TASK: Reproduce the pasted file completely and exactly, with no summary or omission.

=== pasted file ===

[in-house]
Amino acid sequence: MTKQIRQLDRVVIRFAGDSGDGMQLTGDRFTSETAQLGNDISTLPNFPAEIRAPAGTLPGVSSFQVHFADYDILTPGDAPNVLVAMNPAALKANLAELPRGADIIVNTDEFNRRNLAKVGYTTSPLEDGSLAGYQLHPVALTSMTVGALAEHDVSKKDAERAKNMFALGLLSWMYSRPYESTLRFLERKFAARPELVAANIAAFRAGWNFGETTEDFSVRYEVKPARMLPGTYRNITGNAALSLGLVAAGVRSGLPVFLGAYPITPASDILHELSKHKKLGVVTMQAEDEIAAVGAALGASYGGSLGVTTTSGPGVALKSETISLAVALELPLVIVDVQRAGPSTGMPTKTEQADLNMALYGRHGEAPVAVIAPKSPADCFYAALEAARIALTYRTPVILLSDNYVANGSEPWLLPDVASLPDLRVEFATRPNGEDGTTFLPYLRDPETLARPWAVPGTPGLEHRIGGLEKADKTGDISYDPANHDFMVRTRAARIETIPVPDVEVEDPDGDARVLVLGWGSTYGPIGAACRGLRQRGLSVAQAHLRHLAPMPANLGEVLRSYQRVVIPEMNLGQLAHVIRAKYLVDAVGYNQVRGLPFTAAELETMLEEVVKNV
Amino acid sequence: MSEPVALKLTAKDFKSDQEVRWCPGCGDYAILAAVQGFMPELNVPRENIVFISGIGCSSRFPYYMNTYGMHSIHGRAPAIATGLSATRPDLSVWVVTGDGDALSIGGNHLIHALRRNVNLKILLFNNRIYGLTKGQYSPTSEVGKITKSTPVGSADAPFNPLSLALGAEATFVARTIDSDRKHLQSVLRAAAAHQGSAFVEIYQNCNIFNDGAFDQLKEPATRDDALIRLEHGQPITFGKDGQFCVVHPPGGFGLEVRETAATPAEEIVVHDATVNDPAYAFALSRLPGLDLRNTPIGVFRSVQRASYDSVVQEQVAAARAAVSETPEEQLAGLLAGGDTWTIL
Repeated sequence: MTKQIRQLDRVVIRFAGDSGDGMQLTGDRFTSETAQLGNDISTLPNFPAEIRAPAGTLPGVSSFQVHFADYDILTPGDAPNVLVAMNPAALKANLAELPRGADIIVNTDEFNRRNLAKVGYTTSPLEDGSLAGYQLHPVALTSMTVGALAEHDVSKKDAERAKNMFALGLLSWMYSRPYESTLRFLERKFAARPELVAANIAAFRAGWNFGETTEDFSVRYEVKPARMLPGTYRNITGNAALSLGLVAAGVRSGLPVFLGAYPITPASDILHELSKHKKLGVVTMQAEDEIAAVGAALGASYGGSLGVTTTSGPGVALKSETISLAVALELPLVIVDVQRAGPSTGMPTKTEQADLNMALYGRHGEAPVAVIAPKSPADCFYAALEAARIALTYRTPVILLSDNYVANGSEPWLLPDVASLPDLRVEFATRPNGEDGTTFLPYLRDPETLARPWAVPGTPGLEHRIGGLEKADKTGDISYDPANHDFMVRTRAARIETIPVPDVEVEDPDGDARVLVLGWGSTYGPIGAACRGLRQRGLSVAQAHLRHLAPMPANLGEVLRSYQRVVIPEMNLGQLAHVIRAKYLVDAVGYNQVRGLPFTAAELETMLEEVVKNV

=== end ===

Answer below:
[in-house]
Amino acid sequence: MTKQIRQLDRVVIRFAGDSGDGMQLTGDRFTSETAQLGNDISTLPNFPAEIRAPAGTLPGVSSFQVHFADYDILTPGDAPNVLVAMNPAALKANLAELPRGADIIVNTDEFNRRNLAKVGYTTSPLEDGSLAGYQLHPVALTSMTVGALAEHDVSKKDAERAKNMFALGLLSWMYSRPYESTLRFLERKFAARPELVAANIAAFRAGWNFGETTEDFSVRYEVKPARMLPGTYRNITGNAALSLGLVAAGVRSGLPVFLGAYPITPASDILHELSKHKKLGVVTMQAEDEIAAVGAALGASYGGSLGVTTTSGPGVALKSETISLAVALELPLVIVDVQRAGPSTGMPTKTEQADLNMALYGRHGEAPVAVIAPKSPADCFYAALEAARIALTYRTPVILLSDNYVANGSEPWLLPDVASLPDLRVEFATRPNGEDGTTFLPYLRDPETLARPWAVPGTPGLEHRIGGLEKADKTGDISYDPANHDFMVRTRAARIETIPVPDVEVEDPDGDARVLVLGWGSTYGPIGAACRGLRQRGLSVAQAHLRHLAPMPANLGEVLRSYQRVVIPEMNLGQLAHVIRAKYLVDAVGYNQVRGLPFTAAELETMLEEVVKNV
Amino acid sequence: MSEPVALKLTAKDFKSDQEVRWCPGCGDYAILAAVQGFMPELNVPRENIVFISGIGCSSRFPYYMNTYGMHSIHGRAPAIATGLSATRPDLSVWVVTGDGDALSIGGNHLIHALRRNVNLKILLFNNRIYGLTKGQYSPTSEVGKITKSTPVGSADAPFNPLSLALGAEATFVARTIDSDRKHLQSVLRAAAAHQGSAFVEIYQNCNIFNDGAFDQLKEPATRDDALIRLEHGQPITFGKDGQFCVVHPPGGFGLEVRETAATPAEEIVVHDATVNDPAYAFALSRLPGLDLRNTPIGVFRSVQRASYDSVVQEQVAAARAAVSETPEEQLAGLLAGGDTWTIL
Repeated sequence: MTKQIRQLDRVVIRFAGDSGDGMQLTGDRFTSETAQLGNDISTLPNFPAEIRAPAGTLPGVSSFQVHFADYDILTPGDAPNVLVAMNPAALKANLAELPRGADIIVNTDEFNRRNLAKVGYTTSPLEDGSLAGYQLHPVALTSMTVGALAEHDVSKKDAERAKNMFALGLLSWMYSRPYESTLRFLERKFAARPELVAANIAAFRAGWNFGETTEDFSVRYEVKPARMLPGTYRNITGNAALSLGLVAAGVRSGLPVFLGAYPITPASDILHELSKHKKLGVVTMQAEDEIAAVGAALGASYGGSLGVTTTSGPGVALKSETISLAVALELPLVIVDVQRAGPSTGMPTKTEQADLNMALYGRHGEAPVAVIAPKSPADCFYAALEAARIALTYRTPVILLSDNYVANGSEPWLLPDVASLPDLRVEFATRPNGEDGTTFLPYLRDPETLARPWAVPGTPGLEHRIGGLEKADKTGDISYDPANHDFMVRTRAARIETIPVPDVEVEDPDGDARVLVLGWGSTYGPIGAACRGLRQRGLSVAQAHLRHLAPMPANLGEVLRSYQRVVIPEMNLGQLAHVIRAKYLVDAVGYNQVRGLPFTAAELETMLEEVVKNV